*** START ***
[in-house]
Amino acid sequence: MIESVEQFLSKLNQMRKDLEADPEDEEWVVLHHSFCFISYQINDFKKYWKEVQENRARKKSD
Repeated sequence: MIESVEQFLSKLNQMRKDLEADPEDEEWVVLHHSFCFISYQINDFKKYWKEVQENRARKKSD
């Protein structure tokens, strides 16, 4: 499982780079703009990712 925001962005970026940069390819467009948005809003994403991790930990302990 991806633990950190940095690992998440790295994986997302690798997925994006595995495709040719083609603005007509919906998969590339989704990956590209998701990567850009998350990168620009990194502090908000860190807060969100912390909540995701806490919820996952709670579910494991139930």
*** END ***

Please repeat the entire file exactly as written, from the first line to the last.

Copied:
[in-house]
Amino acid sequence: MIESVEQFLSKLNQMRKDLEADPEDEEWVVLHHSFCFISYQINDFKKYWKEVQENRARKKSD
Repeated sequence: MIESVEQFLSKLNQMRKDLEADPEDEEWVVLHHSFCFISYQINDFKKYWKEVQENRARKKSD
């Protein structure tokens, strides 16, 4: 499982780079703009990712 925001962005970026940069390819467009948005809003994403991790930990302990 991806633990950190940095690992998440790295994986997302690798997925994006595995495709040719083609603005007509919906998969590339989704990956590209998701990567850009998350990168620009990194502090908000860190807060969100912390909540995701806490919820996952709670579910494991139930």